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Angola: Selected Issues and Statistical Appendix

Author(s):
International Monetary Fund
Published Date:
April 2005
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I. Oil Sector and Government Revenues1

A. Introduction

1. Oil production in Angola currently accounts for about half of GDP and about 75 percent of government revenue. With oil production forecast to double over the next three years, projections for the government’s fiscal position in the medium term will be crucially dependent on both the value of oil production and the proportion that will accrue to the government. However, in addition to the usual uncertainties associated with projections of the total value of oil output, the government’s share has recently been subject to volatility. For instance, between 2000 and 2003, while both overall production levels and government tax revenue from oil were generally rising, data now available indicate that the government’s share of total oil receipts declined from 53 to 43 percent.

2. This note examines the tax system of the Angolan oil industry and recent production and tax data, to try to estimate the effects of some identifiable factors which might have caused changes in the government’s share in total oil receipts in Angola and to produce forecasts.2 Although a structural model of the Angolan oil sector– such as the oil revenue model, developed for the independent Oil Diagnostic Study, published by the government in May 2004– would provide the best way of doing this, use of such a model requires comprehensive data on oil companies’ costs and careful calibration of its results against outturn revenue data. In advance of fully articulated results from such an exercise, this note contributes a methodology to estimate the costs claimed by oil companies, using data about their combined tax liabilities, and suggests a way of using such data to forecast the average government share in oil receipts and future government oil revenues.3 Illustrative forecasts of the government share and of future government revenues from oil are also shown.

3. The remainder of this note is organized in five sections: Section B contains a brief introduction to the Angolan oil industry; Section C describes the oil taxation system in Angola; Section D examines how production shifts between different production blocks have contributed to the fall in the government’s share of total oil receipts; and Section E describes a methodology for estimating costs and deductions from tax date and hence for forecasting future oil revenues for the government. Section F concludes.

B. Oil Production in Angola

4. Angola’s oil output is expected to double to 2 million barrels per day (bpd) around mid-2007. Moreover, with proven reserves of over 5 billions barrels,4 Angolan oil production could continue at very high levels into the 2020s. In addition to oil, recent plans to extract natural gas and to build a LNG plant, as well as improved extraction of liquid petroleum gas (LPG), are expanding the range of activities of the Angolan natural resource sector.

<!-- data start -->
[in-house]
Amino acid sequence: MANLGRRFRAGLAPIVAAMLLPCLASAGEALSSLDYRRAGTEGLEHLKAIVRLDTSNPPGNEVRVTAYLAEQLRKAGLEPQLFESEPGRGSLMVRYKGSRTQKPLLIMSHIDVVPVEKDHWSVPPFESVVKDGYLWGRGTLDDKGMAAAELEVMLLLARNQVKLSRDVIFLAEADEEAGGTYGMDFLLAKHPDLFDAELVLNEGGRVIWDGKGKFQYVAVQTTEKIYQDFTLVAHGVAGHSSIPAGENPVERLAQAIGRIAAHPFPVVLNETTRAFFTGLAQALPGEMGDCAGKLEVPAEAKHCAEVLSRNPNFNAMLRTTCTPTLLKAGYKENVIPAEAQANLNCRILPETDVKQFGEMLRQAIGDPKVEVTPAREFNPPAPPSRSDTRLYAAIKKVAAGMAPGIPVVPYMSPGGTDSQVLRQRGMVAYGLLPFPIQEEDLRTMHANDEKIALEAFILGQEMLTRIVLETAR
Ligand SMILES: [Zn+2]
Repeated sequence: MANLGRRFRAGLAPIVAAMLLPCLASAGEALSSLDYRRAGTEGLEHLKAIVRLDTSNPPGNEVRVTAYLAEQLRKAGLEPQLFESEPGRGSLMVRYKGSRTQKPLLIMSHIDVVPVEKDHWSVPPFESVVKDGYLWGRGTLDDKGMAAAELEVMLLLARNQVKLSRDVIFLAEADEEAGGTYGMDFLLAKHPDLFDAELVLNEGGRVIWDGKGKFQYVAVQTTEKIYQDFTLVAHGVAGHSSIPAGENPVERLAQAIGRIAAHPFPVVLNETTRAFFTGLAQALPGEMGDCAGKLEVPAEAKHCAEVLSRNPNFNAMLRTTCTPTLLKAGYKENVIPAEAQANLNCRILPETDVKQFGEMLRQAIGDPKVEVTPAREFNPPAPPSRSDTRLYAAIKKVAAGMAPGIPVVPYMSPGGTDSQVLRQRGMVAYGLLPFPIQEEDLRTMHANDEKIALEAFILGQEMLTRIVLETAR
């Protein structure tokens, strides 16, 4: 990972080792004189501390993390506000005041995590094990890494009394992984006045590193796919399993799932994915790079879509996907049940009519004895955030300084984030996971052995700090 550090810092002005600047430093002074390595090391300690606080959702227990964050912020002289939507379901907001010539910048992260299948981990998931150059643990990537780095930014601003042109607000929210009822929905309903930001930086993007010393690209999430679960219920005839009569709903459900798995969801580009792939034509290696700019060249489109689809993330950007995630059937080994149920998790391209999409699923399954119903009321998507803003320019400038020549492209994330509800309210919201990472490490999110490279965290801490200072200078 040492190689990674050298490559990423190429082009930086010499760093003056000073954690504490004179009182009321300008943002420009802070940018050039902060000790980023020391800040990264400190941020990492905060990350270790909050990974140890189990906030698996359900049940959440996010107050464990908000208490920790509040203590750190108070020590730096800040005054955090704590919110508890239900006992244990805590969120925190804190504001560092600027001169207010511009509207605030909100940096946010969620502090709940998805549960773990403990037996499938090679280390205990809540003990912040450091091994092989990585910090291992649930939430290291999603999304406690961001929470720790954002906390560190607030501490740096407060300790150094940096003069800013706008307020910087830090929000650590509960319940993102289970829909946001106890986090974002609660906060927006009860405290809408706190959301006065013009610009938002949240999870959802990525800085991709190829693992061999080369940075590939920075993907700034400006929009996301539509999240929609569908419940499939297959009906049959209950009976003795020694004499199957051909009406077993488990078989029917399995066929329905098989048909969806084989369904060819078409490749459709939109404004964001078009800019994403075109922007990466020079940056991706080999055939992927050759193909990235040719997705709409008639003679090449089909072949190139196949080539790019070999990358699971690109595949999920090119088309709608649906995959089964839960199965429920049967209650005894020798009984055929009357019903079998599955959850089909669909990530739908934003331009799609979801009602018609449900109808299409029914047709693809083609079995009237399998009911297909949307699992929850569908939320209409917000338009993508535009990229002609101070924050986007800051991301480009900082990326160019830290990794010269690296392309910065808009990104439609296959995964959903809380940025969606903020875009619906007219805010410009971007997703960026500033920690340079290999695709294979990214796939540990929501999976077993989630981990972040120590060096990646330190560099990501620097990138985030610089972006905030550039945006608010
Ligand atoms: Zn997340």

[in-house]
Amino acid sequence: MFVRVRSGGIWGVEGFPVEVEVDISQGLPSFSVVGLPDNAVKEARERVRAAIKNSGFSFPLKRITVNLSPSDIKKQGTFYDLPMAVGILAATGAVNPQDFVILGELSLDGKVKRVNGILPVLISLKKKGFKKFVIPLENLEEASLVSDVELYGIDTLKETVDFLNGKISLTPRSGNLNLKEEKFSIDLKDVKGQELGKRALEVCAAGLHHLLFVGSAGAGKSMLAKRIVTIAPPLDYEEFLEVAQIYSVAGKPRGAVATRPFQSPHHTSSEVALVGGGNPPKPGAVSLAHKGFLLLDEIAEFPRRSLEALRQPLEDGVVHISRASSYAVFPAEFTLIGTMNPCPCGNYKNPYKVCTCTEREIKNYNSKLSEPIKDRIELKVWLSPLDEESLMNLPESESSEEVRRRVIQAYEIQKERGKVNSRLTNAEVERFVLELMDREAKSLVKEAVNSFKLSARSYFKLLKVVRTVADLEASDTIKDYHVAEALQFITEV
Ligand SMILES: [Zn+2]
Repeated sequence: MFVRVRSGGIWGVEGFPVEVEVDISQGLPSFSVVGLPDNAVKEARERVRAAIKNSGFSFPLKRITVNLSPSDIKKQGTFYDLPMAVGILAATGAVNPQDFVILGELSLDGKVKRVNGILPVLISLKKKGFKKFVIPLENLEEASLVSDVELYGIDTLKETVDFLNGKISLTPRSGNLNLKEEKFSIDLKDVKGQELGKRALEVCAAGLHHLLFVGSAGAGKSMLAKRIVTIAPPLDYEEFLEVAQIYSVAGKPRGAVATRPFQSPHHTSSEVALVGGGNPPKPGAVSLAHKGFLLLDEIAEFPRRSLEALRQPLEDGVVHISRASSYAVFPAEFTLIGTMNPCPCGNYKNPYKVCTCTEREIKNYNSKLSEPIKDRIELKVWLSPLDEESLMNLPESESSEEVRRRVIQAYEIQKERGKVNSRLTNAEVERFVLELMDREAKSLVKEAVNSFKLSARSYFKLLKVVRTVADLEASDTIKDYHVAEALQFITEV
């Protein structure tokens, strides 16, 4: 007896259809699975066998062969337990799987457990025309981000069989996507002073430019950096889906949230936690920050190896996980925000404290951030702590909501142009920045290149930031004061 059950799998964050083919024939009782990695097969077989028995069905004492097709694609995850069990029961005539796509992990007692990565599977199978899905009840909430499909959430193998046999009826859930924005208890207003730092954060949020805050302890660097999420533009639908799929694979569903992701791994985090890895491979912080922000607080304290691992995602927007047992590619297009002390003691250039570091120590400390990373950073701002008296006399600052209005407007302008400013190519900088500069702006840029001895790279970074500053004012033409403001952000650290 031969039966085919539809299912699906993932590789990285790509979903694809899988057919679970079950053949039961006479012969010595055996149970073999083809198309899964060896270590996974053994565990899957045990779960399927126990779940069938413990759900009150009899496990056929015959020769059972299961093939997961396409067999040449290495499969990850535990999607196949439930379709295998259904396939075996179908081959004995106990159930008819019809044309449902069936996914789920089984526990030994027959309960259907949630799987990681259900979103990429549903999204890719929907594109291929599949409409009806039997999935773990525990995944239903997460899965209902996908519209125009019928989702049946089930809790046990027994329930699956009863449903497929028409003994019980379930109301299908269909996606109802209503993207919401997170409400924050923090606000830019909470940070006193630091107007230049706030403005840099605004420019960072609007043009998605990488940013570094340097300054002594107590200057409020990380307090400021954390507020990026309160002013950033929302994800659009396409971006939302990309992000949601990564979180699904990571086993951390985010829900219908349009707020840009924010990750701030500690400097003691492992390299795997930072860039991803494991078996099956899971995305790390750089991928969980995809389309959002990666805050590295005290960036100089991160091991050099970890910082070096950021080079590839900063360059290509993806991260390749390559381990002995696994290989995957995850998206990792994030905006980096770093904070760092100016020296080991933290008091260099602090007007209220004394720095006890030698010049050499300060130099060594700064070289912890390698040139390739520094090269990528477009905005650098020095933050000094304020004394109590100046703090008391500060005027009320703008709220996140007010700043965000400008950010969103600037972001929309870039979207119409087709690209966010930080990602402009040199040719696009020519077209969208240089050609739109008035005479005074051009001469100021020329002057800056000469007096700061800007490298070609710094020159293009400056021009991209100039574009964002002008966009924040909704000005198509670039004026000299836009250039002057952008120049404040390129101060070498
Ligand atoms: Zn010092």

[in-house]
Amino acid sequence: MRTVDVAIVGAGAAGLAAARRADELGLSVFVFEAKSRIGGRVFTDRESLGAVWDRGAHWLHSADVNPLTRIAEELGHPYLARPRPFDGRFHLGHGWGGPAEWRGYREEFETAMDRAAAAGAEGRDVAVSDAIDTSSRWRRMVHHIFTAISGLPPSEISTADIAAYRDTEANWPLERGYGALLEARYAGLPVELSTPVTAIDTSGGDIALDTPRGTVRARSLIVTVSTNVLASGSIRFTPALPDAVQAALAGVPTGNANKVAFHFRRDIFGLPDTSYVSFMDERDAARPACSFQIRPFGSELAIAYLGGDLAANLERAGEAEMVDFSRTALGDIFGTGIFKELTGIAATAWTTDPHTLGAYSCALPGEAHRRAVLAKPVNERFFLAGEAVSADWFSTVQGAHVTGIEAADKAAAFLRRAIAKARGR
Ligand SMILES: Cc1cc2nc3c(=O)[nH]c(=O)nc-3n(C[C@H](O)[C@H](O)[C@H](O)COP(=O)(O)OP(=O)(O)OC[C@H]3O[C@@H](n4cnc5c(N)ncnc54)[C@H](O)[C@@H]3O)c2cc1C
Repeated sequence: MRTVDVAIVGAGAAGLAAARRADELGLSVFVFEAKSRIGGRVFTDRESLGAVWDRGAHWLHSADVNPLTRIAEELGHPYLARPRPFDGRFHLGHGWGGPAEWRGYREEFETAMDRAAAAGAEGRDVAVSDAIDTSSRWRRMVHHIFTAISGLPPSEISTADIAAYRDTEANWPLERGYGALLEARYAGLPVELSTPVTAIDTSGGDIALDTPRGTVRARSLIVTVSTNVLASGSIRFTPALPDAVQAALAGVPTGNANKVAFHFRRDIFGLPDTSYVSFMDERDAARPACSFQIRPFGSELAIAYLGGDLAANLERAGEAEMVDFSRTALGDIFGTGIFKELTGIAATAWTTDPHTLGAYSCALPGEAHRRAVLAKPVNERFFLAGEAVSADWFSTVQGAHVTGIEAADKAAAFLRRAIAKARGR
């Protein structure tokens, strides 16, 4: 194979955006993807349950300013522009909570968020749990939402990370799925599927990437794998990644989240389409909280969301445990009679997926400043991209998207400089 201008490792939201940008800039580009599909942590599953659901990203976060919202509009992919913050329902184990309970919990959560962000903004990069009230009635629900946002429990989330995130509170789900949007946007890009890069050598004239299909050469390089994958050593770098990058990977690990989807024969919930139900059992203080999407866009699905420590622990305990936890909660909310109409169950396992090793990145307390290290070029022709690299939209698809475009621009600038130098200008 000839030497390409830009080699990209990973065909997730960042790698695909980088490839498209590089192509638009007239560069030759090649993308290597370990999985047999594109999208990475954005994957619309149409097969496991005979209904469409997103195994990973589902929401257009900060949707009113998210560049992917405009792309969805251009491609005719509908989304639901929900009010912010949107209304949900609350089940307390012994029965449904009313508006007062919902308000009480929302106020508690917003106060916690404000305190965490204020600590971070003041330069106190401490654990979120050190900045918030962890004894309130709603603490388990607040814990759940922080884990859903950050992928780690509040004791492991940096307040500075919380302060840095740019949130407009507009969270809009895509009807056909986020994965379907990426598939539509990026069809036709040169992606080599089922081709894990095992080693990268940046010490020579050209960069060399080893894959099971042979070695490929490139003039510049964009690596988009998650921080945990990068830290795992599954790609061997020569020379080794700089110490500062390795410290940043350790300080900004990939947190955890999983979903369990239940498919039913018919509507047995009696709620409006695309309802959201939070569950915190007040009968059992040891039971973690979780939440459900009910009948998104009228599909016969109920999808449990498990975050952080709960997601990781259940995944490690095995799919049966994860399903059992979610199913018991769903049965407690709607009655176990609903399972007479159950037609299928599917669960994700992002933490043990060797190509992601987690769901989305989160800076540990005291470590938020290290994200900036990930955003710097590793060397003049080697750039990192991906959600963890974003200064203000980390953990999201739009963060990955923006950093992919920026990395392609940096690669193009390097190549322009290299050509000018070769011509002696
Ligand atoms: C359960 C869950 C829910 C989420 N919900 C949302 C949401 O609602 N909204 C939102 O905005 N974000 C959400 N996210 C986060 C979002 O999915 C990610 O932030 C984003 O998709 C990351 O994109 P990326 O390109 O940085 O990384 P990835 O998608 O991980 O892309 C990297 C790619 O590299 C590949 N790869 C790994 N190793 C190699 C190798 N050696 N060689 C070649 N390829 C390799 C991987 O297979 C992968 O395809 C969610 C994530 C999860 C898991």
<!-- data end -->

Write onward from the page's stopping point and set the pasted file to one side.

5. Angolan oil has been flowing predominantly from offshore fields since production from shallow waters started off the cost of the Province of Cabinda in 1968. Although the development of shallow water fields sustained a doubling of output during the 1980s, it was not until the 1990s, with the application of new techniques of deepwater drilling, that a dramatic boost in production occurred; the newly discovered deep water fields pushed production from under 0.5 million bpd in 1990 to the current level of 1 million bpd, and has added considerably to reserves.

6. In 1976, the government set up a national oil company, the Sociedade Nacional de Combustivel de Angola (Sonangol) and in 1978 promulgated a law that made the government the sole owner of Angolan oil and Sonangol the sole concessionaire for its exploration and extraction. Subsequently, the continental shelf has been divided into a total of 35 blocks, most of which have been offered for bidding by international oil companies for the development of extraction activities. Seven production blocks are currently active: the onshore blocks FS and FST (the only onshore blocks now in service), the shallow water blocks off Cabinda (called “Block 0”), the shallow water block 2, deep water block 3, and the newer deep and ultra-deep water blocks 14, 15, and 17. Other blocks (such as blocks 31 and 32) are currently being explored and another (block 18) is expected to start production in 2007 (see Table I.1 for a summary).

Table I.1.Angola: Summary of Oil Industry, 2004
BlockTypeProduction

Started/Planned in
Production, 2004

(thousands of barrels per

day)
First Commercial

Discovery
CabindaShallow water1973393
FS - FSTOn-shore13
2Shallow water39
3Deep water120
14Deep water2000611997
15Ultra-deep waterlate 20031341998
17Ultra-deep water20022351997
18Ultra-deep water20071997